President Joe Biden couldn’t get everything he wanted into his own $1.8 trillion families plan.
His proposed child tax credit is set to expire after 2025. It would provide parents with $300 a month for each child under age 6 and $250 a month for older children. Democratic lawmakers are pushing hard to make the credit a permanent policy, but the administration told them that the annual costs of roughly $100 billion were too high.
Biden is embracing a dramatic shift from four decades of politics in which presidents from both parties focused more on containing government than expanding it. But the resistance to making the child tax credit permanent is a sign that even in a White House that embraces big government, there are some limits.
“This is a very expensive policy, probably another $500 billion-plus to extend this for the rest of the decade,” said Shai Akabas, director of economic policy at the Bipartisan Policy Center. “According to the principles they’ve laid out, they would want to show they’re paying for it, and the current ‘pay-fors’ would be insufficient even on a 15-year basis.”
Still, the tax credit is integral to the administration’s goal of reducing child poverty to the single digits and improving the well-being, education and earnings of America’s next generation. It was first introduced in part of Biden’s $1.9 trillion coronavirus package as a yearlong benefit that increased the size of the existing credit, opened it up to almost every family and enabled it to be paid out monthly.
“With two parents, two kids, that’s up to $7,200 in your pocket to help take care of your family,” Biden said in his joint address to Congress on Wednesday night.
The policy gets at the essence of Biden’s belief that people should feel that government policies are bettering their lives. That philosophy is a fundamental difference from the response to the 2008 financial crisis where the focus was on regulation and buttressing major banks as millions lost their homes to foreclosure.
For the child tax credit, the challenge is that it is part of an already colossal series of spending packages that, along with infrastructure, totals $4 trillion and would be paid for by tax hikes on corporations and the wealthy. Biden has proposed a permanent change to the child tax credits so that parents with no income tax burden can qualify. But the payments would drop down to $1,000 annually — or $83 monthly — in 2026.
This choice by Biden reflects a political calculation about who controls Congress and the White House after the 2024 elections. There is a belief that no lawmaker would favor an increase in child poverty, yet there is a risk that Democrats could fall out of power or have to make deep sacrifices to Republicans in order to preserve the payments.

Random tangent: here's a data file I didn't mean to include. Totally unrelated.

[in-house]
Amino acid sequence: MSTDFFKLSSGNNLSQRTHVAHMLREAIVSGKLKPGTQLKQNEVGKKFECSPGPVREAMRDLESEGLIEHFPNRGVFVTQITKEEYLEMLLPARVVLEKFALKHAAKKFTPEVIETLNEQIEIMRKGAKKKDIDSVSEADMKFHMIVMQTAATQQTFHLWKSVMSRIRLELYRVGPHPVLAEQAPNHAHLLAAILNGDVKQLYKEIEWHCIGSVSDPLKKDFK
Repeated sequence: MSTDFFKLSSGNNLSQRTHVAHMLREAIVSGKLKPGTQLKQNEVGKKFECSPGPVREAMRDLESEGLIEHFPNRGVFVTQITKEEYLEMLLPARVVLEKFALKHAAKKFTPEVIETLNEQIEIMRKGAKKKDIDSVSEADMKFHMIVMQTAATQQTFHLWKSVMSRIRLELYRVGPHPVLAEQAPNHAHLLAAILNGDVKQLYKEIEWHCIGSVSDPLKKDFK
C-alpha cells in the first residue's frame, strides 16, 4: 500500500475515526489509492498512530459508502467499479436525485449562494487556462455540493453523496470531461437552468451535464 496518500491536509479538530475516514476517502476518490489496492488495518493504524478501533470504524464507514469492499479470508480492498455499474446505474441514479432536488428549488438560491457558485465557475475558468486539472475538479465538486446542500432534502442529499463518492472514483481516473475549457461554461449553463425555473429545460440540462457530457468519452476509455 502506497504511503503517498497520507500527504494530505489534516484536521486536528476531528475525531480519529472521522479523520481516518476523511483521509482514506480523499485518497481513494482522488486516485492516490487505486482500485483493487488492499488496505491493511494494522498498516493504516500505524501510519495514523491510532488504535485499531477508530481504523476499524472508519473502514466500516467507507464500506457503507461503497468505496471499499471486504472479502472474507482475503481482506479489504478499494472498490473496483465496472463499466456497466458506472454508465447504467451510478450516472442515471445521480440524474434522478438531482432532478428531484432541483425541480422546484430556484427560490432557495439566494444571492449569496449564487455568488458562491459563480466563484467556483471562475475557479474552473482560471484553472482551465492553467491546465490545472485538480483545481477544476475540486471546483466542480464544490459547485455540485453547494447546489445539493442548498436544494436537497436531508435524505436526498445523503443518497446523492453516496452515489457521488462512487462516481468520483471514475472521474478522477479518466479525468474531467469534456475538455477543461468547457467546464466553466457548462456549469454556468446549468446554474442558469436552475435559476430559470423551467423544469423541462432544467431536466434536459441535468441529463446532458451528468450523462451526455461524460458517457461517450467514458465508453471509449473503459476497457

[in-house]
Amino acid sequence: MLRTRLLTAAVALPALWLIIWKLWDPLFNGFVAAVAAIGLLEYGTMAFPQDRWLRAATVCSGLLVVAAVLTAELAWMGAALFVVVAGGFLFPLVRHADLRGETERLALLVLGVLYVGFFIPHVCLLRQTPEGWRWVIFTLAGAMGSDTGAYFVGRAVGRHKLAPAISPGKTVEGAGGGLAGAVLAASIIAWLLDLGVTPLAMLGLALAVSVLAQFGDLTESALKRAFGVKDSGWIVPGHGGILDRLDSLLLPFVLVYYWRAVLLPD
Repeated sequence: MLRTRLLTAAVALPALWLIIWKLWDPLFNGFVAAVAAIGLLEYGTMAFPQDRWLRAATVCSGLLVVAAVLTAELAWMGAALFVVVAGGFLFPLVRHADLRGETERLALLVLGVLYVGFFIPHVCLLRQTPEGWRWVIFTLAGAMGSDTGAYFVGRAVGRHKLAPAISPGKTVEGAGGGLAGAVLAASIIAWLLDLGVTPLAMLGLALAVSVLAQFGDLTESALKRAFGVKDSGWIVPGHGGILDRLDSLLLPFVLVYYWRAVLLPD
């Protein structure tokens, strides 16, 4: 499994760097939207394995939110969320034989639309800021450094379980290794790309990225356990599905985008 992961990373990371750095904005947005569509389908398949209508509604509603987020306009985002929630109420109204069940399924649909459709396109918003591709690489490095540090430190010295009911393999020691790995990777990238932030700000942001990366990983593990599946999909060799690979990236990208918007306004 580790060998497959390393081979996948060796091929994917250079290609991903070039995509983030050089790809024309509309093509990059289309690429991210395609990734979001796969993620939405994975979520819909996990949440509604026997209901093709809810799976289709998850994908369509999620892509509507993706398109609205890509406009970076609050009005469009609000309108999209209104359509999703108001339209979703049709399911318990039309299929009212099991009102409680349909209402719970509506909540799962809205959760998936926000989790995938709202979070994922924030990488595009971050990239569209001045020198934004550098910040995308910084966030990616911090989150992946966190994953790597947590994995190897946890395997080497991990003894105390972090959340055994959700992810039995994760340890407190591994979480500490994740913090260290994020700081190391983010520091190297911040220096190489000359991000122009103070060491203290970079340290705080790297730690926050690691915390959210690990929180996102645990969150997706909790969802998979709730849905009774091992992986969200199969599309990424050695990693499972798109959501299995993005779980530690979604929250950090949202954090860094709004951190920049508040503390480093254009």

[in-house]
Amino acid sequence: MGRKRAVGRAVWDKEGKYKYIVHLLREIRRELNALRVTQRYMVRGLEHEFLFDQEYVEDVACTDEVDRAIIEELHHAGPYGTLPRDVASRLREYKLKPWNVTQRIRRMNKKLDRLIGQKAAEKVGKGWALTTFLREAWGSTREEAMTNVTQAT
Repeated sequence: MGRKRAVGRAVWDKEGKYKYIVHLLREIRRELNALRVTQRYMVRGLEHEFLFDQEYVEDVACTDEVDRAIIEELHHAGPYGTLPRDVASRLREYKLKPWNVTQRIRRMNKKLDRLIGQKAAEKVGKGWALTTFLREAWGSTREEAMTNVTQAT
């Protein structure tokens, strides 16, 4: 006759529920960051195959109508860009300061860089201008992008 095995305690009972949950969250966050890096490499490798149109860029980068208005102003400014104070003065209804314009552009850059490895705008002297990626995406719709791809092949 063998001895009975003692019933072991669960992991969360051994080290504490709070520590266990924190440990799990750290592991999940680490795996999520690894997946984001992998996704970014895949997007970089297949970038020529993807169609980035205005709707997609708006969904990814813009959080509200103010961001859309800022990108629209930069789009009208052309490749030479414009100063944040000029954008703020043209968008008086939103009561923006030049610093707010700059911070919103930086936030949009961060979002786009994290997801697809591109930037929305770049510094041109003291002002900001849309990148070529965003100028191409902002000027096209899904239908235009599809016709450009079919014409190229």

The credit could also get caught up in negotiations as parts of the 2017 tax cuts by former President Donald Trump are also expiring at the same time. It’s all part of a pattern as other presidents — most notably George W. Bush with his tax cuts — eventually saw their expiring policies become bargaining table grist.
“I’ve been around here long enough to know that bad things happened in the middle of the night during fiscal cliffs,” Sen. Michael Bennet, D-Colo., who has championed the tax credit expansion, said on a call with reporters. “We shouldn’t take that chance with our kids.”
Sen. Sherrod Brown, D-Ohio, asked Treasury Secretary Janet Yellen about making the expanded payments permanent, only to be told the cost was too great, according to people familiar with the conversation who spoke on condition of anonymity to discuss the talks. That echoes remarks Tuesday by White House press secretary Jen Psaki that she expects cost to be a discussion with lawmakers going forward.
There is also the possibility that it would be cheaper to make the child tax credit permanent now, since renewing it might simply mean financing it with debt later or making additional concessions that would increase the cost, said Chuck Marr, senior director of federal tax policy at the liberal Center on Budget and Policy Priorities.
While the upfront price is expensive, the potential benefits suggest a high return.
Researchers at Columbia University estimated in February that the $100 billion annual expense would generate $810 billion in current and future benefits for society. Half of the yearly costs would be recouped by the government because of the increased economic activity.
Over the long run, the money would help reduce crime while improving education, health and earnings, said Chris Swanson, director of the IDEALS Institute at Johns Hopkins University.
“This will have tangible benefits for society,” he said, adding that if the increased benefits expire, “it would put us back to square one.”
Haunting the choice is the knowledge by lawmakers that progress can disappear when policies have expiration dates.
Rep. Rosa DeLauro, D-Conn., ticked through a list of programs that were never extended as she explained her fears over what could happen to the child tax credit and why she will try in the coming months to make the increased payments permanent.
“We’ve watched voting rights expire,” she said. “We’ve watched the ban on assault weapons expire. We watched federal child care efforts expire, and we know that they have not come around again.”